When SI senior writer Jack McCallum Told friends that his latest assignment was to take his wife and kids on an eight-week, 8,500-mile drive across America for a series of stories on his family's summer vacation, he got a lot of amused looks. "They all had visions of either Charles Kuralt or the Griswolds from the movie National Lampoon's Vacation," says McCallum.
This is an article from the July 10, 1989 issue
Like Kuralt, McCallum will be on the road, reporting weekly from various stops between Salt Lake City and Mays Landing, N.J.—on everything from minor league baseball to croquet. (The series is called An American Summer, and the first piece, about white-water rafting in Utah, begins on page 34.) And like the Griswolds, the McCallums—Jack, Donna and their two sons, Jamie, 11, and Chris, 9—are at first blush a fairly typical American family. "Still, I prefer to think of us as middle-class Jack Kerouacs," says McCallum. "I'll be doing what Jack would have done if he had had a van and a family instead of a beat-up jalopy and a drinking habit."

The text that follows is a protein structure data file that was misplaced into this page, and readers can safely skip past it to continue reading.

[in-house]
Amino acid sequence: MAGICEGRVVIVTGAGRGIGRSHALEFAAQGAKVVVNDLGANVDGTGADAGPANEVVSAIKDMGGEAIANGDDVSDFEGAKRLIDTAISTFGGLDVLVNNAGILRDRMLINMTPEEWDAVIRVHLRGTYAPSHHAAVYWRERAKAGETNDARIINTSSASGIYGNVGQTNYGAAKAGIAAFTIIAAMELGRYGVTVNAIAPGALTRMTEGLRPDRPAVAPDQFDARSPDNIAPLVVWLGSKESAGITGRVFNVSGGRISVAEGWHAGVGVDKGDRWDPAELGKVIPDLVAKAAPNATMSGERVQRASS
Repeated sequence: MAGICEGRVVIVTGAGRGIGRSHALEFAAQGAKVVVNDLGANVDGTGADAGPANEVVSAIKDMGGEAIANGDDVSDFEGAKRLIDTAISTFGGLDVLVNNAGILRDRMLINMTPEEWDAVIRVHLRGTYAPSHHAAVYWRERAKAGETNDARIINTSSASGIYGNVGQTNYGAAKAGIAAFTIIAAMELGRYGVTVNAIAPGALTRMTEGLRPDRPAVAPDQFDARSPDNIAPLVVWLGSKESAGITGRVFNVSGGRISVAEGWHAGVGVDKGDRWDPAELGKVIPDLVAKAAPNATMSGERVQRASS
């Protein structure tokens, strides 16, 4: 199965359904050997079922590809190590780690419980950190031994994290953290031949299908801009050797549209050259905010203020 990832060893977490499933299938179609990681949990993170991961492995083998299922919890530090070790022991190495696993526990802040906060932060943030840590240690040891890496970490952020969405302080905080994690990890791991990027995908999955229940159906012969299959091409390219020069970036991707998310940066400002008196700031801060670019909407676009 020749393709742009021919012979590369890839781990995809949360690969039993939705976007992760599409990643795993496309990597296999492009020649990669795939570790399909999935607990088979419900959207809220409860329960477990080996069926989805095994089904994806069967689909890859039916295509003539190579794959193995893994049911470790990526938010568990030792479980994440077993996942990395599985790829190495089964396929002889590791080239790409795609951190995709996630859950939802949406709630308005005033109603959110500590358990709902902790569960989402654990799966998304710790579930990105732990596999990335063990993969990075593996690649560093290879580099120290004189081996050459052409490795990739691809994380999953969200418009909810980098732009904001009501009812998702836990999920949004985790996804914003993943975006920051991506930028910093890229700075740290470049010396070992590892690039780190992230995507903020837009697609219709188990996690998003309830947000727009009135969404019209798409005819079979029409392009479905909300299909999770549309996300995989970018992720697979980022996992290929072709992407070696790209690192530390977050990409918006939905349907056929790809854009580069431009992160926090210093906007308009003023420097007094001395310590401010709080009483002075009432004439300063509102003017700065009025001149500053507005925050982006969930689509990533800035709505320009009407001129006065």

McCallum embarked on his busman's holiday just 16 days after surgery to remove a bone spur from a vertebra in his neck. The operation forced him to miss the NBA Finals for the first time in his four seasons covering the league. His NBA connections came in handy, though. McCallum rented his customized van (it comes equipped with a decidedly un-Kerouacian VCR) from another Finals no-show—Utah Jazz owner and Salt Lake City auto dealer Larry Miller. The van will take the McCallums through 17 states, 21 hotel and motel parking lots and three birthdays: Jamie's, on July 14 in Spearfish, S.Dak. (at least that's where they're scheduled to be on that day); Donna's, on July 28 in Hammondsport, N.Y.; and Jack's 40th, on Aug. 5 in Gloucester, Mass.
Jamie and Chris had some reservations about the journey, but "when they found out they'd get to buy a lot of things to take on the trip, they really got excited," says McCallum. "Jamie had his new fishing vest packed a month ago."
The boys were reluctant to forgo the final week of Little League, but that is part of the trip's purpose. "We always have nice summers, but we always tend to do the same things," says McCallum. "This will be completely different."